In our next post we discuss a similar case that we handled.

We have handled many Labor Law cases.  If you have been involved in a construction accident, please feel free to call me at 800-581-1434.

Mark E. Seitelman, 10/22/08,

Falling Objects, Construction Accidents, and Labor Law 240 (1)–The Narducci Rule

September 28, 2008

Many of our construction worker clients are familar with Labor Law 240 (1).  It imposes strict liability on the building owner and general contractor in the event of a failure of an elevation device, such as a scaffold, elevator, hoist, platform, etc.  This has been discussed in our prior posts, such as here and here.

However, there is an exception to the rule under a Court of Appeals case, Narducci v. Manhasset Bay Associates, 96 NY2d 259, 727 NYS2d 37 (2001).  Narducci changed the landscape of Labor Law cases.

I.  The Narducci Case

Before, the Narducci decision courts permitted injured parties to recover if they were struck by a falling object on the job site.  Narducci  changed this.  

In Narducci  the worker was standing on a ladder when a large pane of glass from an adjacent window frame fell and struck his arm.  The window was part of the pre-existing building and not part of the construction work.  The Court of Appeals held that this accident did not fall within Labor Law 240 (1) in that the falling window was not part of the renovation.  Furthermore, the window pane fell out of its frame, and it did not fall while being hoisted or lifted or elevated by one of the enumerated elevation devices of the statute.

Thus, a falling object may not fall within Labor Law 240 (1) unless it falls while being lifted or hoisted during the construction. 

In another case decided in the Narducci decision, an electrician was standing on a ladder attaching light fixtures to a hung ceiling.  The worker was standing on a ladder, and he had to snap-in the light fixture.  The worker was descending the ladder, and a fixture that he snapped-in had become loose.  He tried to catch it, but it cut his arm and wrist.  The fixture fell while the worker was on the ladder.  The worker was not caused to fall from the ladder.  Again, the court noted that the falling object did not fall while being lifted or elevated during construction.

The key to both cases is that the falling objects did not fall while being elevated.  There was no failure of an elevation device.

Scaffolds by Munzerr.

II.  A Couple of Post-Narducci Cases 

The Court of Appeals has carved-out a couple of exceptions to Narducci.

In Qutar v. City of New York, 5 NY2d 731 (2005), a worker was injured by an unsecured dolly which fell 5.5 feet form its place of storage.  This dolly was used in the construction.  The court stated that liability under 240 (1) was not restricted to only objects being hoisted or lifted during constructed.  This case fell within the statute because the dolly was the object that required securing for the purposes of the construction work.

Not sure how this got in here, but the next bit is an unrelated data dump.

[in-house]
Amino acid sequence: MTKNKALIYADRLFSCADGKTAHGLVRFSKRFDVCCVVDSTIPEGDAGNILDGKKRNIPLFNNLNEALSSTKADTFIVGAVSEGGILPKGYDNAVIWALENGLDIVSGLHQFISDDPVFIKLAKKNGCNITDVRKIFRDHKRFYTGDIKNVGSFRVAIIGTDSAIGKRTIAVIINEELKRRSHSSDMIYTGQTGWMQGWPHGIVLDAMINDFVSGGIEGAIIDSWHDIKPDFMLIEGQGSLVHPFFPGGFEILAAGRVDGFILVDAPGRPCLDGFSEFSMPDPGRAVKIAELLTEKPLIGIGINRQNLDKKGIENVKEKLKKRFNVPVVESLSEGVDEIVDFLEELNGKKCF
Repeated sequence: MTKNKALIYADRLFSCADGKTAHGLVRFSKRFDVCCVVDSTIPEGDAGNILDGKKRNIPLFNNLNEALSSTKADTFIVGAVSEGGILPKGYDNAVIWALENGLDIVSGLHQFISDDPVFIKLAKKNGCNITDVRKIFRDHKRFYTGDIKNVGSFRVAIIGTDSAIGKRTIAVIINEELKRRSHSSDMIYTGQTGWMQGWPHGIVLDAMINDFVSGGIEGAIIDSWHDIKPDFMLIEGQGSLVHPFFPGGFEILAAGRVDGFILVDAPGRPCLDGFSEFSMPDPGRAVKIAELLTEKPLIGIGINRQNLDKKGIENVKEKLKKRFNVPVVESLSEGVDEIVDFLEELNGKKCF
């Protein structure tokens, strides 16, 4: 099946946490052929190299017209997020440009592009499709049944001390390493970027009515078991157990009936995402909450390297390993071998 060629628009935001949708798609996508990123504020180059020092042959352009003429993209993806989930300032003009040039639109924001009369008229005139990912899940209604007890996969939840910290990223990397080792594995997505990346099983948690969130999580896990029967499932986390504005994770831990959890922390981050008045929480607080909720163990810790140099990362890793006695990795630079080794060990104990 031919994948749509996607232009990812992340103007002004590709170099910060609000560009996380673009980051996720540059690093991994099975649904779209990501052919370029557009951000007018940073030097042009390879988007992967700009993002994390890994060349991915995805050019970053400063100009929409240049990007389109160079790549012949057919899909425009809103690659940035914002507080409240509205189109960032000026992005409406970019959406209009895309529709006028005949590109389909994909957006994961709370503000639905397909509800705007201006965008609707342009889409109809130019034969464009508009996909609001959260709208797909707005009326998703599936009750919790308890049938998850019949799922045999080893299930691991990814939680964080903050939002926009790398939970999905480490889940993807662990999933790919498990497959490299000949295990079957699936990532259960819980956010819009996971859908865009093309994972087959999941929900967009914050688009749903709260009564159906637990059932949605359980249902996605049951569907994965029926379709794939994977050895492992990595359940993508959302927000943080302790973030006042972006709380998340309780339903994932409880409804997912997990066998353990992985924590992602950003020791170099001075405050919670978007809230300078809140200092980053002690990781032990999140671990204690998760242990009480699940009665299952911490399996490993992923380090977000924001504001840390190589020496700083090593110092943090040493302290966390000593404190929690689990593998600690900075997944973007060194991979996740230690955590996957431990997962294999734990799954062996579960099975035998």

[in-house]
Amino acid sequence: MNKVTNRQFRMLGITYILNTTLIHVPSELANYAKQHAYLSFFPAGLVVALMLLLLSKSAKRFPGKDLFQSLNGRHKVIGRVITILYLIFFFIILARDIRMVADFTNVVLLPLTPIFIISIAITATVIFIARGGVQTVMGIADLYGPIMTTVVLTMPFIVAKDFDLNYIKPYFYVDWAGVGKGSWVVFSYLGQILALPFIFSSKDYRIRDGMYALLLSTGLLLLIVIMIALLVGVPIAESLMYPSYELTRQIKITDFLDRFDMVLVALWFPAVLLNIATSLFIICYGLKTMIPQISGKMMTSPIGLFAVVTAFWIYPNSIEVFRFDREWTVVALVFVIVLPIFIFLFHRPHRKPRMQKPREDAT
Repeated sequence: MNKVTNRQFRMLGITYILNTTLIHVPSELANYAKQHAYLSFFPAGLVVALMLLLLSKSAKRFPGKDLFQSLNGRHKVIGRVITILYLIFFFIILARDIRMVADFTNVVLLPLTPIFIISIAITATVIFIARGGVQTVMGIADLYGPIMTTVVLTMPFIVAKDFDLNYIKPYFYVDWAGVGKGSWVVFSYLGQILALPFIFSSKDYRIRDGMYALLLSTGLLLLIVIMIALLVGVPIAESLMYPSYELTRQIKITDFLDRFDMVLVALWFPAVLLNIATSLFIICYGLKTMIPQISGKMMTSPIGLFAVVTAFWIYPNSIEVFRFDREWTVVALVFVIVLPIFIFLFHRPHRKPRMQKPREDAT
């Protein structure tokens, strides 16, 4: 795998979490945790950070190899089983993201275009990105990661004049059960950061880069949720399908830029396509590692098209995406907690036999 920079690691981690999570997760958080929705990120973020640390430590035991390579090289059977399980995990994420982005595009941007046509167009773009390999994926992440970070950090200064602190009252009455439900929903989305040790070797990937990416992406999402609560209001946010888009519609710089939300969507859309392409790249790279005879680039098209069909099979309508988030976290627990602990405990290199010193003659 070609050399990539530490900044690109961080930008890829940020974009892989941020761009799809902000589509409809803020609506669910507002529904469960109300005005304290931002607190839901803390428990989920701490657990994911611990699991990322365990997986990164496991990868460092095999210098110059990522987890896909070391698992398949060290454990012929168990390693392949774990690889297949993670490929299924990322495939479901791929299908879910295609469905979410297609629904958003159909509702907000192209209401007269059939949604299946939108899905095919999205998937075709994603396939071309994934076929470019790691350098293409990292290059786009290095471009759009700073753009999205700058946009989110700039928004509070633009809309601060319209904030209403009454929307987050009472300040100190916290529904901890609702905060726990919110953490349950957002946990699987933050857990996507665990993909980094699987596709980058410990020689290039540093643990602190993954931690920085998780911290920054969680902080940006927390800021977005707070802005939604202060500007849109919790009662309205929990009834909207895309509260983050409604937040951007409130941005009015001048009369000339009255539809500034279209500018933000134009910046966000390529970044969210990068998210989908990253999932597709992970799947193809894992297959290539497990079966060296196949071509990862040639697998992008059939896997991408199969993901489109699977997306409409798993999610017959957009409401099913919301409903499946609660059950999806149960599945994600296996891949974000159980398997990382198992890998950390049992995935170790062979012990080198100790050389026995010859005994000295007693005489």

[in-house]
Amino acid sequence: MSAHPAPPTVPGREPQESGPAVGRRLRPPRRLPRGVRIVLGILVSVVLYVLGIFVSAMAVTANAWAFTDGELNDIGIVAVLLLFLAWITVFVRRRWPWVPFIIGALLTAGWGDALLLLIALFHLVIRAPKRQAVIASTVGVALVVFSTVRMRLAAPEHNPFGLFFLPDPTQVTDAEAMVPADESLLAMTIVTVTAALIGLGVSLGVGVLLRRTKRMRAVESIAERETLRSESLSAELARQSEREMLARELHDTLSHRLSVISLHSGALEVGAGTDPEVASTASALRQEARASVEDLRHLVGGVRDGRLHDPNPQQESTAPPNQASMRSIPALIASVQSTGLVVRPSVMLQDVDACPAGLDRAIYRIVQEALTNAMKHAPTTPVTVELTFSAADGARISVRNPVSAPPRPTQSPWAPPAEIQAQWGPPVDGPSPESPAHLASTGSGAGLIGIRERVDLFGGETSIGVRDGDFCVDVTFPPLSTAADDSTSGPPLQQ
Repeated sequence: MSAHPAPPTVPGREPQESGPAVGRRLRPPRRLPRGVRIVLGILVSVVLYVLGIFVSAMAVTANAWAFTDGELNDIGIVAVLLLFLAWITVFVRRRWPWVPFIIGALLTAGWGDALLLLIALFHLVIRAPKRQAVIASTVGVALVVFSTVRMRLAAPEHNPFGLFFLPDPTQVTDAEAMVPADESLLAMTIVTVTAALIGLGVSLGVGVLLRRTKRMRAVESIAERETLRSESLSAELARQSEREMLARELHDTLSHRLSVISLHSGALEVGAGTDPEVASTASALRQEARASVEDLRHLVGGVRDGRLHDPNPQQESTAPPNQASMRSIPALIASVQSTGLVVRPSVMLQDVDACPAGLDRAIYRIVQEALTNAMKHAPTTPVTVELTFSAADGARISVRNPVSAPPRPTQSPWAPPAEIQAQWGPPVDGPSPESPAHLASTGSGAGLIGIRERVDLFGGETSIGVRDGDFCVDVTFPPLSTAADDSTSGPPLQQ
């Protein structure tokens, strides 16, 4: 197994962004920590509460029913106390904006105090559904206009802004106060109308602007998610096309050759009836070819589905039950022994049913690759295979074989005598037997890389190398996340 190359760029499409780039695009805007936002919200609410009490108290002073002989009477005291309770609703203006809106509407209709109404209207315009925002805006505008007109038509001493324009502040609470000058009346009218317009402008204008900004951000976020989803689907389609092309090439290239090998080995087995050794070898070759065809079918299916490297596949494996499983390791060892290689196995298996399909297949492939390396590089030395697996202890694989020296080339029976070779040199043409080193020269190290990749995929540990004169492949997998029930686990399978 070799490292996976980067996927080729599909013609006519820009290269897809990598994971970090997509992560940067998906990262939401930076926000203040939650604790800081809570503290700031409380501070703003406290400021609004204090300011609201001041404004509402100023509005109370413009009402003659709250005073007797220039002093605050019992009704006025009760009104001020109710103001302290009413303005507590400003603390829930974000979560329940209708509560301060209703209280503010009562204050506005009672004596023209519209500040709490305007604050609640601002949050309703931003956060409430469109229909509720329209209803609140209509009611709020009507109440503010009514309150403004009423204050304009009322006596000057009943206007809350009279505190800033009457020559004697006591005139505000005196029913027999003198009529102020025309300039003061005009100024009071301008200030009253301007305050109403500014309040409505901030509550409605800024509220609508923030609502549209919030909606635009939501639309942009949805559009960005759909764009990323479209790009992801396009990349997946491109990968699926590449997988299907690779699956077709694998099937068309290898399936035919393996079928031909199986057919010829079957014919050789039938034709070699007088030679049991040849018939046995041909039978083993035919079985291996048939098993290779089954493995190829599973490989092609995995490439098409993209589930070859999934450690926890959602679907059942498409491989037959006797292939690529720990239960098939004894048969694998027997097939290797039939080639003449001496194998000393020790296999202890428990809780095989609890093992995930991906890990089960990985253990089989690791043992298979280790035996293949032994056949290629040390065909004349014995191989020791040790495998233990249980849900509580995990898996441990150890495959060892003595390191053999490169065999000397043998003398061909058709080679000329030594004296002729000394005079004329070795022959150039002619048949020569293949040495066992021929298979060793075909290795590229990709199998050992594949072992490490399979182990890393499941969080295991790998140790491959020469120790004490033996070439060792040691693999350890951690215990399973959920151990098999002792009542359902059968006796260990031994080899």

In  a recent case, Quattrocchi v. F.J. Sciame Construction Co., 2008 NY Slip Op. 06736, the Court of Appeals held that Labor Law 240 (1) liability is not restricted to cases where the object is being either hoisted or lifted.  In this case the worker was struck by falling planks which had been placed over open doors as a scaffold to facilitate installation of an air conditioner.  The court held that 240 (1) was applicable.   

III.  How Things Have Change

Narducci  changed construction law.  Before an injured worker could impose Labor Law liability if an object fell on him from a height.  After this case, the mere falling of an object from a height was not enough to get 240 (1) liability.

It seems that the falling object must be part of the work.

For example, before Narducci  we had a case where a cermanic tile fell from the ceiling.  The tile had been installed some time before it became loose.  The tile struck our client.  We were able to obtain recovery under Labor Law 240 (1).  Narducci  eliminated this type of case. 

We had a case where a worker was injured by a pulley which failed.  Before Narducci  this would have been a perfect case in that liability would have been found in favor of the client, and the only issue would have been the amount of damages.  However, our case was dismissed on the basis of the Court of Appeals decision which came down shortly before our case was to go to trial.

In our case the worker, a general laborer, was struck by a pulley which fell from a height.  This occurred in the Warner Bros. store which was close to completion.  The pulley was not being used in construction in that the store was ready to open.  It was to be used to hold-up a decorative banner depicting a Warner Bros. cartoon character.  On the basis that the pulley was neither hoisting nor lifting construction materials and was purely a decorative element, the court dismissed our case under Labor Law 240 (1).


A construction case and the applicability of Labor Law 240 (1) rest upon a sound work-up of the facts and the law.  In the right case, we may be able to establish Labor Law liability within the framework of the Narducci case.

if you have been involved in construction accident, please feel free to discuss it with me at 800-581-1434.

Mark E. Seitelman, 9/28/08,